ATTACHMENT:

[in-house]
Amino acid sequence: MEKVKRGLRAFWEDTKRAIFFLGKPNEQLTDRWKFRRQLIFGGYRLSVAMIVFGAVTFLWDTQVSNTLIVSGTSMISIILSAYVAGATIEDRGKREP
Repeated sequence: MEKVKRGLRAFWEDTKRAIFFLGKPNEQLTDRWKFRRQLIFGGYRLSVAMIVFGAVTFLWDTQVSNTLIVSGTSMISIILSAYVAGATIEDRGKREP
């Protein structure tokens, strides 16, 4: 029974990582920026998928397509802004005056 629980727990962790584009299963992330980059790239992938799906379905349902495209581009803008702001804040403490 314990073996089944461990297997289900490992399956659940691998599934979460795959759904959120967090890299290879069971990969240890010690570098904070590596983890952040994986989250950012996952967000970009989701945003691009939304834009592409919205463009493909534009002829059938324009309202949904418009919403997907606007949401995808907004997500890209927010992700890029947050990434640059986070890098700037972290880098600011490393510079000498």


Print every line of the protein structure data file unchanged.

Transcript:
[in-house]
Amino acid sequence: MEKVKRGLRAFWEDTKRAIFFLGKPNEQLTDRWKFRRQLIFGGYRLSVAMIVFGAVTFLWDTQVSNTLIVSGTSMISIILSAYVAGATIEDRGKREP
Repeated sequence: MEKVKRGLRAFWEDTKRAIFFLGKPNEQLTDRWKFRRQLIFGGYRLSVAMIVFGAVTFLWDTQVSNTLIVSGTSMISIILSAYVAGATIEDRGKREP
């Protein structure tokens, strides 16, 4: 029974990582920026998928397509802004005056 629980727990962790584009299963992330980059790239992938799906379905349902495209581009803008702001804040403490 314990073996089944461990297997289900490992399956659940691998599934979460795959759904959120967090890299290879069971990969240890010690570098904070590596983890952040994986989250950012996952967000970009989701945003691009939304834009592409919205463009493909534009002829059938324009309202949904418009919403997907606007949401995808907004997500890209927010992700890029947050990434640059986070890098700037972290880098600011490393510079000498």